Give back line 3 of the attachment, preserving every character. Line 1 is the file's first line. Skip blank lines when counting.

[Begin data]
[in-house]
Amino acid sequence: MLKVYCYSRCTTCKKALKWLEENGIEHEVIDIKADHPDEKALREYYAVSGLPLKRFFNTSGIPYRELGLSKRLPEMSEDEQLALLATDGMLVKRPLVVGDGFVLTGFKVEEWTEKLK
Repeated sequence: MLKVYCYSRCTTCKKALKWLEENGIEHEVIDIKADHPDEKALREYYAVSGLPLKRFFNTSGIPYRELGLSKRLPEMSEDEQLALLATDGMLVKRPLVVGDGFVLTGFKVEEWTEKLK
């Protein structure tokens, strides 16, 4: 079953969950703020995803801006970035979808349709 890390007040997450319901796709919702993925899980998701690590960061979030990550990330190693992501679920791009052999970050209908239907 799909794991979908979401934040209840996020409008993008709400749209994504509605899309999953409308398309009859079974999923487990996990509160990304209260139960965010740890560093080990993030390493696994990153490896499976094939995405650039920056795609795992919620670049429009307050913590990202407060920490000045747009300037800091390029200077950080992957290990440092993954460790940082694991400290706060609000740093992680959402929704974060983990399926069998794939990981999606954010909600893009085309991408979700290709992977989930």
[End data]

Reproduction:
Repeated sequence: MLKVYCYSRCTTCKKALKWLEENGIEHEVIDIKADHPDEKALREYYAVSGLPLKRFFNTSGIPYRELGLSKRLPEMSEDEQLALLATDGMLVKRPLVVGDGFVLTGFKVEEWTEKLK